In my last post, Memoir Writing | Telling the Truth in Your Memoir, I talked about never outright lying or making things up, but how memory is subjective. If you are true to yourself and your memory, you will be fine. This week, I want to talk about how much truth you need to have in your memoir — or more importantly — what to leave out.
When talking about descriptive writing, it doesn’t mean quantity of details described in a scene but rather, describing the details that are important to your story — moving it along. You could spend a chapter describing great-aunt Matilda’s living room that one Thanksgiving day — down to the pee-pee mark the dog left on the white carpet. Just because it happened and it’s true doesn’t mean it has to be included if it’s not important to the story. Truth for the sake of truth will not endear you to your readers.
“It’s the truth and/or an undeniable fact!” some would say.
Ahhh, but is it important to the story — does it keep things moving along?
Think about yourself as a reader for a moment. Would you read page after page of beautiful, descriptive prose if it’s not important to the theme, plot or story arc? Likely, you would end up falling asleep in your reading chair or losing interest after yet another detailed furniture piece description.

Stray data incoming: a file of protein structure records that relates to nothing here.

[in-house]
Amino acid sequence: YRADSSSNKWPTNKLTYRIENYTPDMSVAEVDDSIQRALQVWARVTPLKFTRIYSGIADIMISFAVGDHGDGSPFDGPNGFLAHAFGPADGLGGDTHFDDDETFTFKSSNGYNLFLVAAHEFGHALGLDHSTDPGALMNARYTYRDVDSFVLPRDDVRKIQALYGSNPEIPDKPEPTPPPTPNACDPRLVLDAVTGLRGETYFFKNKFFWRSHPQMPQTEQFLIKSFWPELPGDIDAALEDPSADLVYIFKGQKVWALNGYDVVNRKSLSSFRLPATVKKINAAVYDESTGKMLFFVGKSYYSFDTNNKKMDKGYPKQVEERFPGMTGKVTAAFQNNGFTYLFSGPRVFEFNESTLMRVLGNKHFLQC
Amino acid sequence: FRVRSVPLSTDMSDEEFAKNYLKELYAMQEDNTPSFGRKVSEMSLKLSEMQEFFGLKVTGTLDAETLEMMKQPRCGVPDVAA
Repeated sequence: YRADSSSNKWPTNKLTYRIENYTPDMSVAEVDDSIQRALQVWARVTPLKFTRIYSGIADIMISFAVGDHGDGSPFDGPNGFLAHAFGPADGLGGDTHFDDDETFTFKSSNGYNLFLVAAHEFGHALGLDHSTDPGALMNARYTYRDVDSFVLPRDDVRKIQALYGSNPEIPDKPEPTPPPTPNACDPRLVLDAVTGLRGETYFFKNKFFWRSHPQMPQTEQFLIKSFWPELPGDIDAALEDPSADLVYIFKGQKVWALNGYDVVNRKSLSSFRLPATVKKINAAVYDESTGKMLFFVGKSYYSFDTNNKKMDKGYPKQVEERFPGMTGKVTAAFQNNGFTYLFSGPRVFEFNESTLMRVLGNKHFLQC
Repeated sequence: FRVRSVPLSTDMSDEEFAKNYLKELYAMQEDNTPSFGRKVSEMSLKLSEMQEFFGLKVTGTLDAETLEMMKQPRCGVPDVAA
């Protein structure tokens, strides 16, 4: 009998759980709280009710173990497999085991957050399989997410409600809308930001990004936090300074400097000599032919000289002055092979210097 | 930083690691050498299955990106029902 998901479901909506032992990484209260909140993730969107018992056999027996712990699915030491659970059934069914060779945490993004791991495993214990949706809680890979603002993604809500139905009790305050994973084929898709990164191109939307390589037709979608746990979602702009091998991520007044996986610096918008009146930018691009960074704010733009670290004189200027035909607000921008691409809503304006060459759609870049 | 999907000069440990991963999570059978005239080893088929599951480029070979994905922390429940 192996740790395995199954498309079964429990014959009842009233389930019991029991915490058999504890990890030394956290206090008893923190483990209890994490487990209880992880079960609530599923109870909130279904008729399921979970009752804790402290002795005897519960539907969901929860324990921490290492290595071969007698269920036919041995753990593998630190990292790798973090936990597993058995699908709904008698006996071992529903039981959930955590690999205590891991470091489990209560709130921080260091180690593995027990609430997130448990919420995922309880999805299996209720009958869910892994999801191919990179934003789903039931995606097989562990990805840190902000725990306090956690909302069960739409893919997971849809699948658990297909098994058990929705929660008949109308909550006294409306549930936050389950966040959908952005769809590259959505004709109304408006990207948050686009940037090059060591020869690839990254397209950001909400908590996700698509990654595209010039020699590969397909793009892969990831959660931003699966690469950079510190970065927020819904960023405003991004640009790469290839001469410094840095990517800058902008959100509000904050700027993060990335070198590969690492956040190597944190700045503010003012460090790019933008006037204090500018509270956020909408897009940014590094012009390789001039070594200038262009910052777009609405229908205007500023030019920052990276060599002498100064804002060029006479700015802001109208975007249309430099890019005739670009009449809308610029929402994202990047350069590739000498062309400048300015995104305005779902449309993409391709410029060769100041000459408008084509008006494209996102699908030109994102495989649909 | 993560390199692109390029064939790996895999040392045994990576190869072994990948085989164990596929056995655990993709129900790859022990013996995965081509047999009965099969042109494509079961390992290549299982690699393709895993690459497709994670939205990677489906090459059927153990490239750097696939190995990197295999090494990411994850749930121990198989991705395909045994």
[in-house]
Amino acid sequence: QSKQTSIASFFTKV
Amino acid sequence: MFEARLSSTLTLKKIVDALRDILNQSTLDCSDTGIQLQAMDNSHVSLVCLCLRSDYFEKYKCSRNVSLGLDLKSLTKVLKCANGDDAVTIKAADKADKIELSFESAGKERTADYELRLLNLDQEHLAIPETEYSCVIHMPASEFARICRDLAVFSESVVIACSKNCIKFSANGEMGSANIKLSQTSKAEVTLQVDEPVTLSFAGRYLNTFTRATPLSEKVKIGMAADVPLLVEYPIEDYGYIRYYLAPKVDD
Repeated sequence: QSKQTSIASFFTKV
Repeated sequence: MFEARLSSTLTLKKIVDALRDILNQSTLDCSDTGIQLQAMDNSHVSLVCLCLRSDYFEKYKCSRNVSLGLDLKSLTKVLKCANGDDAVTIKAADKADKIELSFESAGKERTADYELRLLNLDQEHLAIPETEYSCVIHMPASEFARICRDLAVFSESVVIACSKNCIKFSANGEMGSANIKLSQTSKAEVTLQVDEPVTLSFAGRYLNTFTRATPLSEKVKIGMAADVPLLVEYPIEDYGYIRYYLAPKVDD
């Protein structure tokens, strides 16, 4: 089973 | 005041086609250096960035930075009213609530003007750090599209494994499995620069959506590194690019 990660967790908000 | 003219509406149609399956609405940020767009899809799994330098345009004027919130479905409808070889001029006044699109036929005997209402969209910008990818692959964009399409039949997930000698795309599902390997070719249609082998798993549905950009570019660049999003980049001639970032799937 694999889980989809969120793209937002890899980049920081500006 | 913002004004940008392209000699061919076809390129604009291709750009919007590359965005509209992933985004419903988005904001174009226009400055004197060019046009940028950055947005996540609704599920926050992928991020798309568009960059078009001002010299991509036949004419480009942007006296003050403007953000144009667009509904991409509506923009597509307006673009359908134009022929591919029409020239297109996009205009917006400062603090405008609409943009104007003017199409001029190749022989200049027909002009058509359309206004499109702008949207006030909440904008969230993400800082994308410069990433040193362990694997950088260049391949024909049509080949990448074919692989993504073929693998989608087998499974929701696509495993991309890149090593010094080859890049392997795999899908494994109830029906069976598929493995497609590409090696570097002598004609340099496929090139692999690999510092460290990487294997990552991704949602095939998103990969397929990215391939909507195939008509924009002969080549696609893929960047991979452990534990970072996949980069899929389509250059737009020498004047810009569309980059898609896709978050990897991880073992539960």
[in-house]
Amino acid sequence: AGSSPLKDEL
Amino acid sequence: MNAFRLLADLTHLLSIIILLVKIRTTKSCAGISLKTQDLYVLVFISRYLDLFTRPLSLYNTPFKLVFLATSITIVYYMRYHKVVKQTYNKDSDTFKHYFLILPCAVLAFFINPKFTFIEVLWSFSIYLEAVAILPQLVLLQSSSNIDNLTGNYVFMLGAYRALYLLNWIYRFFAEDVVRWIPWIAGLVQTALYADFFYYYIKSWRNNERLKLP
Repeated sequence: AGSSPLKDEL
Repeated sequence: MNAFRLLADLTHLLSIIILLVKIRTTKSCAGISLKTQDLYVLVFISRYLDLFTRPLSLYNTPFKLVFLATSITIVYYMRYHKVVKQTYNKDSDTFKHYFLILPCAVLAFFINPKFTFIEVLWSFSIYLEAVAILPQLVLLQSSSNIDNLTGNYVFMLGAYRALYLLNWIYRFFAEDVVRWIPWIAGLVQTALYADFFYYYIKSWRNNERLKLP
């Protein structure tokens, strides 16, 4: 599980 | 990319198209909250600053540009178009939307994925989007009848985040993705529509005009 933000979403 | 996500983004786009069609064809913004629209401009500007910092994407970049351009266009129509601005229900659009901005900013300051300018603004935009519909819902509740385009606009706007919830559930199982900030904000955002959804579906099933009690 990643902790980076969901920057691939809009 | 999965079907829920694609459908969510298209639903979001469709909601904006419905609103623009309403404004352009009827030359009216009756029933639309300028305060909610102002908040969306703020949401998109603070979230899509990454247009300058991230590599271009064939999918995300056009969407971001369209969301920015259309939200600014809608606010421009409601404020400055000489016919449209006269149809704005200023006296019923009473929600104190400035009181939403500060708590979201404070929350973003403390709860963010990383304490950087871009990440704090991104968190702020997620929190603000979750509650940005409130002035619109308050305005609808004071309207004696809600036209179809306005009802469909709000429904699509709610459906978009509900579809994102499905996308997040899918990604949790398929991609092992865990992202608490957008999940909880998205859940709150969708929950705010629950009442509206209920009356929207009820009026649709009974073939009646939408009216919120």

Editing Your Life
When you begin writing, just write. It’s important to get it all down so that you have a first draft. Then, go back and you can start to get a sense of your story, what’s important, what’s not, is there a theme? You don’t and probably won’t have to have all these answers up front. Just write.
After you have a complete first draft, you can go back and begin to edit. Choosing what to keep and what to give up in your story can seem hard at first. Everything happened (the truth) but is it important enough to include in your final version?
Think of a joke — yes a joke. It has a beginning, middle and end referred to as the opening, the set up and the punch line. See the correlation? Jokes are usually short so the comedian won’t lose his audience before the punchline finish and the laughter. They have to stay on track and the details included are all important to the end or the punchline — to illicit the all important laugh.
So you sit down to re-read your first draft. You come to a scene that took place at a department store. You have included all the details. But, are all the details included important to the story?
Is it important that the clerk’s name was Sally? If not, leave it out.
Is it important that the lady in front of you was wearing a pink and purple dotted dress? If so, leave it in.
If it’s fluff that adds nothing to the overall story, remove it. It doesn’t matter that it happened — it’s the truth. You will quickly lose a reader in a book or essay that is filled with fluff details that have nothing to do with your theme or story arc.
Now, start writing! You can’t edit what you haven’t written!